On December 29, 2022, Benjamin Netanyahu – who is on trial for political corruption – was sworn in as prime minister, destined to lead the most right-wing government in Israel’s history.
Itamar Ben Gvir will assume the post of National Security Minister, charged with overseeing police activity in Israel and in some of the occupied West Bank. Once seen as dangerously extreme, Ben Gvir is viewed today as a mainstream kingmaker for his role in engineering Netanyahu’s comeback.
Ben Gvir is known for hanging a portrait of Baruch Goldstein in his home. He also has the distinction of multiple convictions for his support of terrorism and inciting racism. He supports rabbis who have called for stripping Arab Israelis (a fifth of the population) of their citizenship.
Even the Israeli army barred him from serving because he was deemed too extreme, a member of what Israel designated as a terrorist organization – the now-defunct Kach Party.
Earlier in December 2022, in the Palestinian neighborhood of Sheikh Jarrah (East Jerusalem), he pulled out a gun during a clash between Israelis and Palestinians, yelling at the police to shoot Arabs. This is the man who will oversee law enforcement!
The new finance minister, who will also serve as a minister within the defense ministry, is the ultranationalist settler Bezalel Smotrich and self-proclaimed “proud homophobe.” When a West Bank Palestinian home was firebombed in 2015, burning to death an 18-month-old and his parents, he refused to call it a terrorist act.
Smotrich is on record wanting to annex the West Bank. He has also called for the segregation of Arabs and Jews in maternity wards. In his ministerial role, he will be responsible for agencies that deal with Palestinian civilian life and the construction of illegal Jewish settlements in occupied territories.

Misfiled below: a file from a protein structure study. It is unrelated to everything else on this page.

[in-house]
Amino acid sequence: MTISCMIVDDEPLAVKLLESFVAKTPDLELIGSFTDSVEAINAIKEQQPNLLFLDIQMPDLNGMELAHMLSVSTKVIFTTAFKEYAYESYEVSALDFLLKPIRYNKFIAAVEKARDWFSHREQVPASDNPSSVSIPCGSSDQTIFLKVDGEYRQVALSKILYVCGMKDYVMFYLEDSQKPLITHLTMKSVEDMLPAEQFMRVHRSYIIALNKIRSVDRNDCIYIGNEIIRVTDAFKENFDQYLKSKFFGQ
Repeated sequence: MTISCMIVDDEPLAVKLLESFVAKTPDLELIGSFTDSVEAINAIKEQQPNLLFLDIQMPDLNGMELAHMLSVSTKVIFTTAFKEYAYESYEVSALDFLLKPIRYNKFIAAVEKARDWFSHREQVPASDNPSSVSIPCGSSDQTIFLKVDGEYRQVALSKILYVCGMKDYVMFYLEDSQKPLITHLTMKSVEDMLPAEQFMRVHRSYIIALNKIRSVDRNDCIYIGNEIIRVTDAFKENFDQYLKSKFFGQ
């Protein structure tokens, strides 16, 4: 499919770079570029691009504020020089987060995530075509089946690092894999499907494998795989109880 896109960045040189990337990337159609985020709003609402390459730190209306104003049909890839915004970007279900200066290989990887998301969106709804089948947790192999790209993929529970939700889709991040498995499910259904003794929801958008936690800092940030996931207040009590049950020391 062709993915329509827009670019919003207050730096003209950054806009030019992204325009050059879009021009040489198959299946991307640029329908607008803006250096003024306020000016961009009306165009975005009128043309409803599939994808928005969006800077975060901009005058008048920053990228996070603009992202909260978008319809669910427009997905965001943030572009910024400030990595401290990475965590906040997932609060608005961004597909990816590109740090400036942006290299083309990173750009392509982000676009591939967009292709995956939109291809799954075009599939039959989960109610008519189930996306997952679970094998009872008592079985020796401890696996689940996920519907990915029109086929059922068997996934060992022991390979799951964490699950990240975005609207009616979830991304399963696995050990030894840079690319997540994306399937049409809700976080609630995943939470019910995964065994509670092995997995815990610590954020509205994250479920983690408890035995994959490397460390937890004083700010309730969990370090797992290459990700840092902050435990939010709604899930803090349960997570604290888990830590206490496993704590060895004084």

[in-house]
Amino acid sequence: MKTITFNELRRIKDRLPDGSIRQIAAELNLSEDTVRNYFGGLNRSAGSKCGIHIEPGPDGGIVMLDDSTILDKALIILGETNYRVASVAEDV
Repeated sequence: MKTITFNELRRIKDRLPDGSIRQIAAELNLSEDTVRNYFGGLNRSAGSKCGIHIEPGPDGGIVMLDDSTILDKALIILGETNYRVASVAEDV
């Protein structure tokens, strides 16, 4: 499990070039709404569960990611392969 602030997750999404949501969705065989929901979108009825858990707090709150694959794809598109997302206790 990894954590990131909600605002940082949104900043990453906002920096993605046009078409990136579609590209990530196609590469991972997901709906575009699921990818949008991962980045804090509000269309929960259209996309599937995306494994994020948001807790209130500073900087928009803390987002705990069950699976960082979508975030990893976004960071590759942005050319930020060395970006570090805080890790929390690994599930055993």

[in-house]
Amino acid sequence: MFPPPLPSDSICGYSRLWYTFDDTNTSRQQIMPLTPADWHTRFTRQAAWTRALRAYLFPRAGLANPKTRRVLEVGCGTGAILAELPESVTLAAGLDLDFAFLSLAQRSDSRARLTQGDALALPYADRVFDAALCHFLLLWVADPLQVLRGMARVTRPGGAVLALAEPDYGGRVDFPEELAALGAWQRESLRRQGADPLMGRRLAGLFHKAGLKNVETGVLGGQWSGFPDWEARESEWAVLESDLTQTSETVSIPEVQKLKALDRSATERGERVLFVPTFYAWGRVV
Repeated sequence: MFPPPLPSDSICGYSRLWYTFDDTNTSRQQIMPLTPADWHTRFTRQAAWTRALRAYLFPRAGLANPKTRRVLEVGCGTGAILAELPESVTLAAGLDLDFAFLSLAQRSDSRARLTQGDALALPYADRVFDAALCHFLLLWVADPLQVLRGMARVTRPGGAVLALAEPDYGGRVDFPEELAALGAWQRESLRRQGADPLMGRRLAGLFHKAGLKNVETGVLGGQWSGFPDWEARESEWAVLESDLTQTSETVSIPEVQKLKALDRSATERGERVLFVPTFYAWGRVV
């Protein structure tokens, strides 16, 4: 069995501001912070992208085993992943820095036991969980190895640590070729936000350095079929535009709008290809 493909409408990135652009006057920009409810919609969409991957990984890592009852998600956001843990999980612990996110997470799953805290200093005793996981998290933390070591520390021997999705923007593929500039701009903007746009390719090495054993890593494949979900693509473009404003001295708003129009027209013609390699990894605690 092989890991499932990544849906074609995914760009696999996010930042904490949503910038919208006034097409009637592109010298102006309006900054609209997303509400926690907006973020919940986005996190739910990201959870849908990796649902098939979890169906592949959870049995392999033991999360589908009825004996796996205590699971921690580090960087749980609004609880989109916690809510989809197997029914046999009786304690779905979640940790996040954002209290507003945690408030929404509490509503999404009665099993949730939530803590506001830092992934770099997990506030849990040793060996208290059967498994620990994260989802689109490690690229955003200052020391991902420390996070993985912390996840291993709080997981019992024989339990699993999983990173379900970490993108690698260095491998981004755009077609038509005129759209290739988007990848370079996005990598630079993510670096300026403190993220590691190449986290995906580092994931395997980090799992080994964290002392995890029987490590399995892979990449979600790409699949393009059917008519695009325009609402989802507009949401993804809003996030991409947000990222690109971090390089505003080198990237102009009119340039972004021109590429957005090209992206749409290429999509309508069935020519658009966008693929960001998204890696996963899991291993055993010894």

This new right-wing coalition has made its intentions clear: declaring Israeli Jews “exclusive and inalienable right to all parts of the Land of Israel,” pledging to bolster illegal Jewish settlements in the West Bank, and explicitly calling for the abandonment of the internationally recognized formula for resolving the Israeli-Palestinian conflict based on establishing a two-state solution.
One need not be a soothsayer to predict a greater violent repression awaiting the Palestinians in the form of reduced autonomy of their lands, less recourse to a judicial system, more death at the hands of Israeli military and police personnel, a more empowered settler-colonialist mentality, and the dismantling of the illusion of any future two-state solution. In short, a strengthening of the current political, economic and social structures designed to create greater disenfranchisement, dispossession and disinheritance.
While I applaud hundreds of U.S. rabbis who have signed an open letter protesting this new alt-right Israeli government that has named terrorists to important cabinet posts, I am left disappointed that the realization has yet to occur that this new government simply unmasks what has been decades of apartheid settler colonialism.
What a death-dealing time for Palestinians to be living through.
Professor of Social Ethics and Latinx Studies at Iliff School of Theology in Denver, Colorado, and a contributing correspondent at Good Faith Media.